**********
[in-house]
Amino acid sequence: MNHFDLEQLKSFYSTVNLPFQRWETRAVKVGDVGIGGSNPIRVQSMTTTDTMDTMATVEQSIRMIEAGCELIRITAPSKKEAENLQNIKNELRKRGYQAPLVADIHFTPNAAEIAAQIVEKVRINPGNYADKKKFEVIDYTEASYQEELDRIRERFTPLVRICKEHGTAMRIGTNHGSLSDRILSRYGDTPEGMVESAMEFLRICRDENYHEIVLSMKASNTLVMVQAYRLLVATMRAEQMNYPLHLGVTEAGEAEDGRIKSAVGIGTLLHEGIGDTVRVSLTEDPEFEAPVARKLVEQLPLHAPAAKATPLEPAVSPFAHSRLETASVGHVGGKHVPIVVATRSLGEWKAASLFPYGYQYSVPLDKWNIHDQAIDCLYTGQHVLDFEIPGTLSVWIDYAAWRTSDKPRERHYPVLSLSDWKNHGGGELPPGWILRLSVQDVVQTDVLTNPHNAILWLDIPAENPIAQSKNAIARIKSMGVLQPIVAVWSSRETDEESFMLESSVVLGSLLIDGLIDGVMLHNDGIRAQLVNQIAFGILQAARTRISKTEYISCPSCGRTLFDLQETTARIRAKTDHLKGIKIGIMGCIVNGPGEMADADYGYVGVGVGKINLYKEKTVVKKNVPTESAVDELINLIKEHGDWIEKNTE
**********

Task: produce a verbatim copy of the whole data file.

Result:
[in-house]
Amino acid sequence: MNHFDLEQLKSFYSTVNLPFQRWETRAVKVGDVGIGGSNPIRVQSMTTTDTMDTMATVEQSIRMIEAGCELIRITAPSKKEAENLQNIKNELRKRGYQAPLVADIHFTPNAAEIAAQIVEKVRINPGNYADKKKFEVIDYTEASYQEELDRIRERFTPLVRICKEHGTAMRIGTNHGSLSDRILSRYGDTPEGMVESAMEFLRICRDENYHEIVLSMKASNTLVMVQAYRLLVATMRAEQMNYPLHLGVTEAGEAEDGRIKSAVGIGTLLHEGIGDTVRVSLTEDPEFEAPVARKLVEQLPLHAPAAKATPLEPAVSPFAHSRLETASVGHVGGKHVPIVVATRSLGEWKAASLFPYGYQYSVPLDKWNIHDQAIDCLYTGQHVLDFEIPGTLSVWIDYAAWRTSDKPRERHYPVLSLSDWKNHGGGELPPGWILRLSVQDVVQTDVLTNPHNAILWLDIPAENPIAQSKNAIARIKSMGVLQPIVAVWSSRETDEESFMLESSVVLGSLLIDGLIDGVMLHNDGIRAQLVNQIAFGILQAARTRISKTEYISCPSCGRTLFDLQETTARIRAKTDHLKGIKIGIMGCIVNGPGEMADADYGYVGVGVGKINLYKEKTVVKKNVPTESAVDELINLIKEHGDWIEKNTE